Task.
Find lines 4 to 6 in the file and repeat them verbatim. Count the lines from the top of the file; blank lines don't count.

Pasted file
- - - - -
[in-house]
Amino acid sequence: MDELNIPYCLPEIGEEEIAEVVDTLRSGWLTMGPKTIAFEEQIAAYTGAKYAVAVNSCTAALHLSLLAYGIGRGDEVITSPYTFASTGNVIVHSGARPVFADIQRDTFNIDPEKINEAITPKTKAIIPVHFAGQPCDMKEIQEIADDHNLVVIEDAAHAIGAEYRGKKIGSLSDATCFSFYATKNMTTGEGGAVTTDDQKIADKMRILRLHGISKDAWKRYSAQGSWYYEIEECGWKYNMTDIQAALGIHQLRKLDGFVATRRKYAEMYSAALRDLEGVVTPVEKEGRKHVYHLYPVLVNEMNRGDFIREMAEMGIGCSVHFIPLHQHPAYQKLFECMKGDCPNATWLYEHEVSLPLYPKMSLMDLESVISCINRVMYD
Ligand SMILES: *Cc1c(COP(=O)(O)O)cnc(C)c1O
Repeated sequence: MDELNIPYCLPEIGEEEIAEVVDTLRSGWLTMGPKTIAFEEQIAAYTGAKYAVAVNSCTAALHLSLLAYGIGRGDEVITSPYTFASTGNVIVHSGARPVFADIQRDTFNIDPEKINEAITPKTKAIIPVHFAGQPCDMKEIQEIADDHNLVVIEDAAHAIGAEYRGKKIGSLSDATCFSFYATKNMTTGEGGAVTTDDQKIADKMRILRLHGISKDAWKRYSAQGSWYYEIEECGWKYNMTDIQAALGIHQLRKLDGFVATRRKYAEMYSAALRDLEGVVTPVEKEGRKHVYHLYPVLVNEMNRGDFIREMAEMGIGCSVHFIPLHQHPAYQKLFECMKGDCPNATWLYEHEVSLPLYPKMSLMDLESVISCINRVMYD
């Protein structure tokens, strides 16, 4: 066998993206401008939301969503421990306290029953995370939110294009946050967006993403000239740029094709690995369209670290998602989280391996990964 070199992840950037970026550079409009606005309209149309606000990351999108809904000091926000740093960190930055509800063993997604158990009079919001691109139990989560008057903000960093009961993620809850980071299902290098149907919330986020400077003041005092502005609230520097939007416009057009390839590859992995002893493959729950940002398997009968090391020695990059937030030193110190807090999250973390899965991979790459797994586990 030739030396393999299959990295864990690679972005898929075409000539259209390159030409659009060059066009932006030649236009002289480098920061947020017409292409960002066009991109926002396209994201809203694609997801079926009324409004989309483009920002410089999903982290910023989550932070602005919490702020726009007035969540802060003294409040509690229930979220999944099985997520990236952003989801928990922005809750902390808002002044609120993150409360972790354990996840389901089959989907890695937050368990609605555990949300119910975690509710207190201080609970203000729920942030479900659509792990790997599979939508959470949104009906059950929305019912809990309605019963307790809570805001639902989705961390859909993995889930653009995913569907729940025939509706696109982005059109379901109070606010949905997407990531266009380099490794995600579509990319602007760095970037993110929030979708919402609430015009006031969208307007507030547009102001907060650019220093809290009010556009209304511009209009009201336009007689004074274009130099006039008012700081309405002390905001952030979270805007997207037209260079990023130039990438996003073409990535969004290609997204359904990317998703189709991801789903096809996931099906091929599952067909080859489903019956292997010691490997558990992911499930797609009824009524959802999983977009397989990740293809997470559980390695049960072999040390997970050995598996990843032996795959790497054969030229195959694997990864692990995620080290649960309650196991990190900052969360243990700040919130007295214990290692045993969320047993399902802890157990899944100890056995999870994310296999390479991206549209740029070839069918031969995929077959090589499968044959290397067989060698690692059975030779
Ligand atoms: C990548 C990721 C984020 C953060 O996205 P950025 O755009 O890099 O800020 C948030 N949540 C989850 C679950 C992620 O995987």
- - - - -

Repeated sequence: MDELNIPYCLPEIGEEEIAEVVDTLRSGWLTMGPKTIAFEEQIAAYTGAKYAVAVNSCTAALHLSLLAYGIGRGDEVITSPYTFASTGNVIVHSGARPVFADIQRDTFNIDPEKINEAITPKTKAIIPVHFAGQPCDMKEIQEIADDHNLVVIEDAAHAIGAEYRGKKIGSLSDATCFSFYATKNMTTGEGGAVTTDDQKIADKMRILRLHGISKDAWKRYSAQGSWYYEIEECGWKYNMTDIQAALGIHQLRKLDGFVATRRKYAEMYSAALRDLEGVVTPVEKEGRKHVYHLYPVLVNEMNRGDFIREMAEMGIGCSVHFIPLHQHPAYQKLFECMKGDCPNATWLYEHEVSLPLYPKMSLMDLESVISCINRVMYD
């Protein structure tokens, strides 16, 4: 066998993206401008939301969503421990306290029953995370939110294009946050967006993403000239740029094709690995369209670290998602989280391996990964 070199992840950037970026550079409009606005309209149309606000990351999108809904000091926000740093960190930055509800063993997604158990009079919001691109139990989560008057903000960093009961993620809850980071299902290098149907919330986020400077003041005092502005609230520097939007416009057009390839590859992995002893493959729950940002398997009968090391020695990059937030030193110190807090999250973390899965991979790459797994586990 030739030396393999299959990295864990690679972005898929075409000539259209390159030409659009060059066009932006030649236009002289480098920061947020017409292409960002066009991109926002396209994201809203694609997801079926009324409004989309483009920002410089999903982290910023989550932070602005919490702020726009007035969540802060003294409040509690229930979220999944099985997520990236952003989801928990922005809750902390808002002044609120993150409360972790354990996840389901089959989907890695937050368990609605555990949300119910975690509710207190201080609970203000729920942030479900659509792990790997599979939508959470949104009906059950929305019912809990309605019963307790809570805001639902989705961390859909993995889930653009995913569907729940025939509706696109982005059109379901109070606010949905997407990531266009380099490794995600579509990319602007760095970037993110929030979708919402609430015009006031969208307007507030547009102001907060650019220093809290009010556009209304511009209009009201336009007689004074274009130099006039008012700081309405002390905001952030979270805007997207037209260079990023130039990438996003073409990535969004290609997204359904990317998703189709991801789903096809996931099906091929599952067909080859489903019956292997010691490997558990992911499930797609009824009524959802999983977009397989990740293809997470559980390695049960072999040390997970050995598996990843032996795959790497054969030229195959694997990864692990995620080290649960309650196991990190900052969360243990700040919130007295214990290692045993969320047993399902802890157990899944100890056995999870994310296999390479991206549209740029070839069918031969995929077959090589499968044959290397067989060698690692059975030779
Ligand atoms: C990548 C990721 C984020 C953060 O996205 P950025 O755009 O890099 O800020 C948030 N949540 C989850 C679950 C992620 O995987």